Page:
Harvard University Press has partnered with De Gruyter to make available for sale worldwide virtually all in-copyright HUP books that had become unavailable since their original publication. The 2,800 titles in the “e-ditions” program can be purchased individually as PDF eBooks or as hardcover reprint (“print-on-demand”) editions via the “Available from De Gruyter” link above. They are also available to institutions in ten separate subject-area packages that reflect the entire spectrum of the Press’s catalog. More about the E-ditions Program »
Dean Keith Simonton examines uncommon people: those creators and leaders whose impact on their own and later times has been so great that they deserve the label “genius.” A simultaneous look at creativity and leadership is itself uncommon, and the comparison shows that when creators and leaders act at genius levels they have many similarities. What is it that causes them to stand out above others? Is it family background, education, intelligence, the nature of the times in which they live? Is there a peak age for creativity?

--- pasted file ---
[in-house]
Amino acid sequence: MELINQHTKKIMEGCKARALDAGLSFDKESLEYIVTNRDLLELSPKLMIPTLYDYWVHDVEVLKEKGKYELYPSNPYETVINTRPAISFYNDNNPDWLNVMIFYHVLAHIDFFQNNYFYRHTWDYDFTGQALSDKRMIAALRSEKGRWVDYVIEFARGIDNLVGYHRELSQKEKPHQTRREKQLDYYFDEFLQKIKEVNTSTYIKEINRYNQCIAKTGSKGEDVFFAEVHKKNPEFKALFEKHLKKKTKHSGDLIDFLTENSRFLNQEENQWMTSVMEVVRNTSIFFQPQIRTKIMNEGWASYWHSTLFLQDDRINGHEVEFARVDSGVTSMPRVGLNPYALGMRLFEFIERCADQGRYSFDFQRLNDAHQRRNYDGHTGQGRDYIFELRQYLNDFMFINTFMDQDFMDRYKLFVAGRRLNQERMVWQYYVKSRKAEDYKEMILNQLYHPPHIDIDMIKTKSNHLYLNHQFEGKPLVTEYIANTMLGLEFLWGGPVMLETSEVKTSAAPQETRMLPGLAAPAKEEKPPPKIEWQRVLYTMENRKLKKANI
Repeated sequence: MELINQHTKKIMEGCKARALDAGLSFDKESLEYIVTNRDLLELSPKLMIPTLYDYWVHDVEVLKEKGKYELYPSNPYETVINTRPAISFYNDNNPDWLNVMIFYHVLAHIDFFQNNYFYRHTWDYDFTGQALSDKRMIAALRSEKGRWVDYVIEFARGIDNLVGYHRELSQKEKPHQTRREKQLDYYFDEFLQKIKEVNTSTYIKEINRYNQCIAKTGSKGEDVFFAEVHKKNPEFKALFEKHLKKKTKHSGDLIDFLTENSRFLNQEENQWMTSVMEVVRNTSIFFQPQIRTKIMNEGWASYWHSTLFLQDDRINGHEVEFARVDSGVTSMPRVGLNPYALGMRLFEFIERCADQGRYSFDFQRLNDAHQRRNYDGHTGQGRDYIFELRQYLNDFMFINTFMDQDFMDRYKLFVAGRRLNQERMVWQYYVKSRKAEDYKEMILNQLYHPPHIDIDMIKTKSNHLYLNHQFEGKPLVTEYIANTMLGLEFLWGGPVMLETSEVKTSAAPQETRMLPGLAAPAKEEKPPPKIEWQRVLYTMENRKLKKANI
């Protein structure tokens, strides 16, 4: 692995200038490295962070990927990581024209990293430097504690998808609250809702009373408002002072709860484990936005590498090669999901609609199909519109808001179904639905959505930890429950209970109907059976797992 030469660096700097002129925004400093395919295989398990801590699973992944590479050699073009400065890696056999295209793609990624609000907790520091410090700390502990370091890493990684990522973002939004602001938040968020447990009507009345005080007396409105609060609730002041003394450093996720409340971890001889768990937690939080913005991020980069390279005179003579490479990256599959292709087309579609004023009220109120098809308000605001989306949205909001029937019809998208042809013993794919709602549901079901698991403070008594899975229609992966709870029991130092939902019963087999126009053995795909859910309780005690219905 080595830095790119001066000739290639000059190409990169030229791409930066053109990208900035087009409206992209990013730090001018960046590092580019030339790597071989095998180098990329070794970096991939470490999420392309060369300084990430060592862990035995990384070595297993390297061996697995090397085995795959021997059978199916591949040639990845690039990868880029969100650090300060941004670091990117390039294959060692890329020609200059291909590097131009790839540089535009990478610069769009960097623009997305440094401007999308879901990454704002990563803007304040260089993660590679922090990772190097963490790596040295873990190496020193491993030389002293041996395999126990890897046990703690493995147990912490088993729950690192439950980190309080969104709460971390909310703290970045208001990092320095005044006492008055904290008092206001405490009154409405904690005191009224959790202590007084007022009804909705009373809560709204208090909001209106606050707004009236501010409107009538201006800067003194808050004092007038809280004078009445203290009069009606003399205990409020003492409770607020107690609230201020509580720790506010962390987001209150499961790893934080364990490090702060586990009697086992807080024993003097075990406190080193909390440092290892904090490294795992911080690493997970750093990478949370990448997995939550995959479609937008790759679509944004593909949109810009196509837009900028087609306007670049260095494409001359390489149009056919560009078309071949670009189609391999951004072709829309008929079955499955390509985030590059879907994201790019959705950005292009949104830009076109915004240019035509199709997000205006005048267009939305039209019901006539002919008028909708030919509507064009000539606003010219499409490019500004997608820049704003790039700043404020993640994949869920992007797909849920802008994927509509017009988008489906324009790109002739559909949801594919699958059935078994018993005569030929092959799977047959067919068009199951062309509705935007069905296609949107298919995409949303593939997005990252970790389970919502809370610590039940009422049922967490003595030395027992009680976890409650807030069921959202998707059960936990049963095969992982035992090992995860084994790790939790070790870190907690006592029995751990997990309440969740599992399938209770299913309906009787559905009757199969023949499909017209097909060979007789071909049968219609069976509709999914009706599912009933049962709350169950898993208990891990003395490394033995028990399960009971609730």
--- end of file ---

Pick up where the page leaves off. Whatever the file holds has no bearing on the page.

Simonton believes that if we subject the lives of the eminent to scientific analysis we may be able to discover general laws of history and social behavior. To do this he defines a discipline called historiometrics. He begins with an explanation of the method: choosing a unit of analysis, be it individual philosophers, historic land battles, or classical melodies; defining and calculating the crucial variables; and teasing out with advanced statistical analysis the most probable causal connections in the data.
Yet the emphasis of the book is not on the technical details, but rather on the substantive findings. Are politicians likely to be older or middle children? Do scientists “peak” in creativity earlier than artists or scholars in other fields? Do most renowned thinkers reflect the ideas of their own time or of the past? Integrating more than a century of research by psychologists, sociologists, anthropologists, political scientists, and historians, Simonton focuses on such topics as family background and intergenerational influences, personality, productivity, aesthetics, charisma, Zeitgeist, and political violence. His intriguing conclusions will interest anyone who is curious about how genius emerges from the flow of history.